However, even if current trends persist, the movie Idiocracy becoming reality is unlikely, as I discus in more detail here.

Even if the FLynn effect is tapering off, that doesn’t mean it will reverse. Anther possibility is that early gains in IQ are attributable to environment, and now that essentials such as food, shelter, sanitation, clean water, electricity, and literacy are much more common, the ‘low hanging’ fruit has been picked, putting more precedence on genetic factors, which are much slower to evolve than environmental ones, which is why it may seem like the FLynn effect is reversing.

For global IQs to keep falling without a bottom, there has to be some sort of environmental selection pressure to favor increasingly low IQs.

Just as the human population rose tenfold from 1 billion in 1800 to 10 billion by 2100, so it will rise by yet another order of magnitude in the next two or three centuries. But this demographic expansion is highly dysgenic, so global average IQ falls by a standard deviation and technology stagnates.

Even if this happens, the growing world population will mean more total smart people, which seems to be the case right now. Russia, Europe, and East and South Asia have billions of people and produce thousands, if not millions, of geniuses each year by virtue of the normal distribution of IQs. Even populations with a mean IQ of less than 100 still produce geniuses. Furthermore, smart people are more likely to procreate with other smart people (assortative mating), resulting in ‘enclaves’ of high-IQ, even as the rest off the world regresses.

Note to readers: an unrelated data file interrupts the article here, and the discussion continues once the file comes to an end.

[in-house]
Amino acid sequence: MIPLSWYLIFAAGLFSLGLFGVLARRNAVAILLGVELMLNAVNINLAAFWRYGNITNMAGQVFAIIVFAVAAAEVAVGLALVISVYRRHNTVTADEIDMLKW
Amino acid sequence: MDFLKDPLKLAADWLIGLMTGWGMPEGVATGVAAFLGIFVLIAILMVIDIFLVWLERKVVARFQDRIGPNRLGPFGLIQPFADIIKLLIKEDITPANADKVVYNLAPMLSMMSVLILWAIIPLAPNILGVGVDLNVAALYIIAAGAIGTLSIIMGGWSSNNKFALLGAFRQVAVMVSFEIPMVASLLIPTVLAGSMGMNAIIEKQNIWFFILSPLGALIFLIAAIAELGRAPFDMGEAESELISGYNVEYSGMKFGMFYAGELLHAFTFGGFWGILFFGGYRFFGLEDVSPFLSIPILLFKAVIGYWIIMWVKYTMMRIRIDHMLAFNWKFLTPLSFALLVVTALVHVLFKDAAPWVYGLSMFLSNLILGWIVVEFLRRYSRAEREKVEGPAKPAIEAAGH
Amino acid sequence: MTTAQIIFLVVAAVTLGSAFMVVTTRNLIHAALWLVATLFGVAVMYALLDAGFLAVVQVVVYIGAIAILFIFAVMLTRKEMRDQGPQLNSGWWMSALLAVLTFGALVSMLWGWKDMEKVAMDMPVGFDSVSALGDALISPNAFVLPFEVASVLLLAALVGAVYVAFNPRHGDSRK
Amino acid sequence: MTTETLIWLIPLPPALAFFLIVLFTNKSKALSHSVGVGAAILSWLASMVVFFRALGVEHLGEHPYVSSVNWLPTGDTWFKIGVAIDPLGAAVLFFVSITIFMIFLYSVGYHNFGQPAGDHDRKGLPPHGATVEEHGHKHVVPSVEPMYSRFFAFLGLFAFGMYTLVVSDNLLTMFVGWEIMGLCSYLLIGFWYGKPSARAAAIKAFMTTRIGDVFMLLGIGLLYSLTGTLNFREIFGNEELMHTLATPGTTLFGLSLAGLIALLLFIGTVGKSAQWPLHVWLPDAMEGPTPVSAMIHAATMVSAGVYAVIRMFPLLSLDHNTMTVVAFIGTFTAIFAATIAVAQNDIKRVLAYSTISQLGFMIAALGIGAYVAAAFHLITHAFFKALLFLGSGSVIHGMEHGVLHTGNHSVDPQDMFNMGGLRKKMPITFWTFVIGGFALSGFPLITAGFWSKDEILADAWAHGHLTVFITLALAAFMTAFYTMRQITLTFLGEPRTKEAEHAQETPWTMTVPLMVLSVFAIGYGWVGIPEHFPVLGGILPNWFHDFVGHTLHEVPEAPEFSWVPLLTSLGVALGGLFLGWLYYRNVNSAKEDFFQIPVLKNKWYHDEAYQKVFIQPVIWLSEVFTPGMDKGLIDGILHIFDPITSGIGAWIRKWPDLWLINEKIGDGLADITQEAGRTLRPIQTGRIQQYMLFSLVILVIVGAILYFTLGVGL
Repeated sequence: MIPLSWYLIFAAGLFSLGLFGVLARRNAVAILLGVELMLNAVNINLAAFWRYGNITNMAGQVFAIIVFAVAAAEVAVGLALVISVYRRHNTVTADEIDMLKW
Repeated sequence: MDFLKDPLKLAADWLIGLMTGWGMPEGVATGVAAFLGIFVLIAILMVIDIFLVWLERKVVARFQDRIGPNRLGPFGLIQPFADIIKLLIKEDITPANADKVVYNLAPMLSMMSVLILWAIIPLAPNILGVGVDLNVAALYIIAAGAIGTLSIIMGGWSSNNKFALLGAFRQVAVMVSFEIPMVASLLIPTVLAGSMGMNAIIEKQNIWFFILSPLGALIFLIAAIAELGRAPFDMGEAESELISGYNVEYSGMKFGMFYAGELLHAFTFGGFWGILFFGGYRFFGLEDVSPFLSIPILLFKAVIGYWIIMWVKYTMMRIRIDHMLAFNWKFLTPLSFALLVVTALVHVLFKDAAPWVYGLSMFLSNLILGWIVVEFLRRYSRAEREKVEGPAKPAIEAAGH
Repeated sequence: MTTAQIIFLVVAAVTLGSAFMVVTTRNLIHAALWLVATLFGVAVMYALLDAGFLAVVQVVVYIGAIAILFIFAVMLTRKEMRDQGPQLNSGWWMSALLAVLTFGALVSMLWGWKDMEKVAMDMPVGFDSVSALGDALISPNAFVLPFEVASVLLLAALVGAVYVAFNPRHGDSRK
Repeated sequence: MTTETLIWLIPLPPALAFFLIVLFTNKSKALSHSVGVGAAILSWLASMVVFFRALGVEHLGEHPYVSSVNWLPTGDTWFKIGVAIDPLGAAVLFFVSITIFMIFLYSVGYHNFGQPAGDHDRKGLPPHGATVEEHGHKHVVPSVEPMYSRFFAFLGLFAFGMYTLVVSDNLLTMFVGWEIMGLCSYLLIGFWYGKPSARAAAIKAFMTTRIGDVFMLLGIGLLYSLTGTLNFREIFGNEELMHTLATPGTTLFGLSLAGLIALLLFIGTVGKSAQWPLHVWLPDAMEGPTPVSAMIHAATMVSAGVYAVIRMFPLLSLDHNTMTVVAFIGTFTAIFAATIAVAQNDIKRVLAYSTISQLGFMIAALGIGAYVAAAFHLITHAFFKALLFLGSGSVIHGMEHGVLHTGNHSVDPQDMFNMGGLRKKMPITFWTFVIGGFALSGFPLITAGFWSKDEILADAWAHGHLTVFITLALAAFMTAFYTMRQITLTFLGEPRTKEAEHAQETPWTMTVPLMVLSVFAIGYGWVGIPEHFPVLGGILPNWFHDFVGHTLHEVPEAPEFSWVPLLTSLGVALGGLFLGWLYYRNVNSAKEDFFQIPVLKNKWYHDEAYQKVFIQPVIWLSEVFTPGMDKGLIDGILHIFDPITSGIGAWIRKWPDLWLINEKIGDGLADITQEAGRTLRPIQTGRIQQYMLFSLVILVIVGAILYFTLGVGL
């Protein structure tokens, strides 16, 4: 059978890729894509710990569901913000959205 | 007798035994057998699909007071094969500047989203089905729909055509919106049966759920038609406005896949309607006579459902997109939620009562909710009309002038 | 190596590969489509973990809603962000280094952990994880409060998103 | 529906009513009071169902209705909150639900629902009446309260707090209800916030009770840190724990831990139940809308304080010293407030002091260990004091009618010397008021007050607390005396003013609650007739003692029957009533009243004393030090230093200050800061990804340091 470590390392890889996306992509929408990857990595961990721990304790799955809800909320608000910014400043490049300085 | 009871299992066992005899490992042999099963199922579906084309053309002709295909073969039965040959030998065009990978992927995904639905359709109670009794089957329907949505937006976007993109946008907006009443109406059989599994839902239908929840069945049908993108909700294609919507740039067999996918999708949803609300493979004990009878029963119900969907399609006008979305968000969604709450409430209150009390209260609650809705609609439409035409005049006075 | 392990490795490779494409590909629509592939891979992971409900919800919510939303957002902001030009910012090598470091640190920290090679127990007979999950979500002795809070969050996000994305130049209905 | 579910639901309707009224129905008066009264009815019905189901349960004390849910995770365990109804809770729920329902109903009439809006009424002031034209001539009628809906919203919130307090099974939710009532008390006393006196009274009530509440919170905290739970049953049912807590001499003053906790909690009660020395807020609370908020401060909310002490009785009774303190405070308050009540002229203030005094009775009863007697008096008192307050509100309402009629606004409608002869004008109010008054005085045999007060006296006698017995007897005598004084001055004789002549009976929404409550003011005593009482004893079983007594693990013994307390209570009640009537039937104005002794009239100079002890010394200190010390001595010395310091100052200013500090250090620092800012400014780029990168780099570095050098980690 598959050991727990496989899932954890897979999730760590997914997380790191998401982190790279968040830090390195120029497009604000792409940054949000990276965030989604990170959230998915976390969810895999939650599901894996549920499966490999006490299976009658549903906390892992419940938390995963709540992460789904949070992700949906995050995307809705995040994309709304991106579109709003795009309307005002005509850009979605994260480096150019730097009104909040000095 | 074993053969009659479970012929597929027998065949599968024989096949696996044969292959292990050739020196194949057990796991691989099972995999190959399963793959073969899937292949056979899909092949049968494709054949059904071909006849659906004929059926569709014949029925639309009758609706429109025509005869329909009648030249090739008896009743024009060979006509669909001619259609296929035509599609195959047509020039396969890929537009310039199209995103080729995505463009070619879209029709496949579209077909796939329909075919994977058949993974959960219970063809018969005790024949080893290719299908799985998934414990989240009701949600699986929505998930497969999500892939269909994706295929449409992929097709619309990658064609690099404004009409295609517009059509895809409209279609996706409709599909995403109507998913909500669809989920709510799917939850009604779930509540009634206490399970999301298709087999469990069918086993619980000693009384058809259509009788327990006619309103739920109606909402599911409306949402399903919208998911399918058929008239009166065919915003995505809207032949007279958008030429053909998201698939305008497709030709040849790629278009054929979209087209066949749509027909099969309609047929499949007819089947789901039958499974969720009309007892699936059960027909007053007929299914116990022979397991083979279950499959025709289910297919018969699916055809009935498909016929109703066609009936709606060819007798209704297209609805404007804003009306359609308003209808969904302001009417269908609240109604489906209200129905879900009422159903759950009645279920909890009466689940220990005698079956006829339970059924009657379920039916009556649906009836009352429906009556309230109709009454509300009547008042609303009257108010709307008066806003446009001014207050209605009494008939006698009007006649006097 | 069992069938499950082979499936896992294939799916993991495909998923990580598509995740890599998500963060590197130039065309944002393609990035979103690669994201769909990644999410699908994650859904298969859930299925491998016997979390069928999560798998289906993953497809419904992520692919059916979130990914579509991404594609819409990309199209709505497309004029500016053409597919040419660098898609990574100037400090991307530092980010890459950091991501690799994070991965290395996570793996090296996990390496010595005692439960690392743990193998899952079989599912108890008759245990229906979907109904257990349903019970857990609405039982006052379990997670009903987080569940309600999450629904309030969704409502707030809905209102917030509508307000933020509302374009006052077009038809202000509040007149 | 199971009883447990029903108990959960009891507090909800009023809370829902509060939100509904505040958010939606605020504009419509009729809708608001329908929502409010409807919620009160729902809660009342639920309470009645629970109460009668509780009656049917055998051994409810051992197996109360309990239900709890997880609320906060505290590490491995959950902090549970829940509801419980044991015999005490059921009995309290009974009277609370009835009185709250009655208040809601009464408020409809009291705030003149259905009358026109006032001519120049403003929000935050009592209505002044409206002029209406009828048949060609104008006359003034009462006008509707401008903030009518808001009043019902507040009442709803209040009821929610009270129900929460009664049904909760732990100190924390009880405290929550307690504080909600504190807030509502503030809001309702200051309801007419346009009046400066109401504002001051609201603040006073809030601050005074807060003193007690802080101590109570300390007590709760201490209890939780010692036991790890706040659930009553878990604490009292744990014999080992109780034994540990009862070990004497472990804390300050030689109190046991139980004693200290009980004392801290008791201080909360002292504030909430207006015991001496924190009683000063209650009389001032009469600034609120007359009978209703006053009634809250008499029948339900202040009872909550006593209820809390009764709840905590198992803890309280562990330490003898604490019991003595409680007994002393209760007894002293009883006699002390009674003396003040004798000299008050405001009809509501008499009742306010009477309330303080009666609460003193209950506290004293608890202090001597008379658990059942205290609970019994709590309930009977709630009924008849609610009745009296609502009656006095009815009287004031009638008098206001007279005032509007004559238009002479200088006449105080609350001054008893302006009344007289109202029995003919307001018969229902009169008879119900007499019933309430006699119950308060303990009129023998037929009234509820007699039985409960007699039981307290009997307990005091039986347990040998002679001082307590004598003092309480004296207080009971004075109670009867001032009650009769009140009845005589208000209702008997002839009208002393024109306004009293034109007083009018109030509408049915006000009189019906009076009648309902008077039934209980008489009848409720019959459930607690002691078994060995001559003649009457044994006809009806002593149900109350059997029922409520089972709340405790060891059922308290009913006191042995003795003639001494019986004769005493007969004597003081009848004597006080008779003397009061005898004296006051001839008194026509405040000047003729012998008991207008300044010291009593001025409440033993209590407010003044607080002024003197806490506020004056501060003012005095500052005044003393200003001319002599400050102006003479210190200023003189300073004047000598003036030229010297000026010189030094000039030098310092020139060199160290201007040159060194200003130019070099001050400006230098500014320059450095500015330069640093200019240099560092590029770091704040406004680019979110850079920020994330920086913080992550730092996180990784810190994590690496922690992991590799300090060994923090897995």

The best and brightest from all over the world flock to America’s most prestigious universities and companies, which is why I’m skeptical of the America ‘Idiocracy’ scenario. As further evidence against ‘dumbing-down’, the number of research publications on Arxiv, a pre-print repository that specializes in physics and math papers, has surged in recent years. There is also no evidence yet of technological stagnation either (for example, genome sequencing is becoming cheaper). Like a fantasy sports team that gets the best players from all the teams, America is getting the best and brightest from all over the world. This is a major reason why the US economy has proven so resilient and strong in recent years whereas other economies have struggled with falling currencies, high inflation, falling stock markets, corruption, and slow growth. It’s a testament to these smart people that America is as functional as it is given all the forces of decay by leftism.

What matters most, however, are the total number of genetically ‘smart people’, not the proportion of smart people relative to the overall population size. Similar to how only a single human can oversee an entire ant colony, you don’t need many smart people to manage large populations.

By ‘genetically smart’, I mean people who have non-adjusted IQs above 130 or so. If the world were to become less intelligent, IQ tests would be adjusted to be easier, in order to keep the ‘mean’ IQ score still at 100. A century from now, an IQ of 130 may only be the same as a score of 115 today. But it’s still possible to have many people with biological IQs still at 130.

As the world population swells, it’s imperative that the population of smart people at least remain constant and undiluted. As far as America is concerned, the obvious answer is eugenics and restricting immigration by IQ and country, to keep such enclaves from becoming contaminated. Silicon Valley, perhaps the greatest IQ enclave ever, needs to be made aware of the threat of low-IQs to it homogeneity and stability. But if not for the sake of boosting IQ, we need restrictions for the sake of preserving civilization and civility against the hordes that threaten it, for without civilization, high IQ is useless.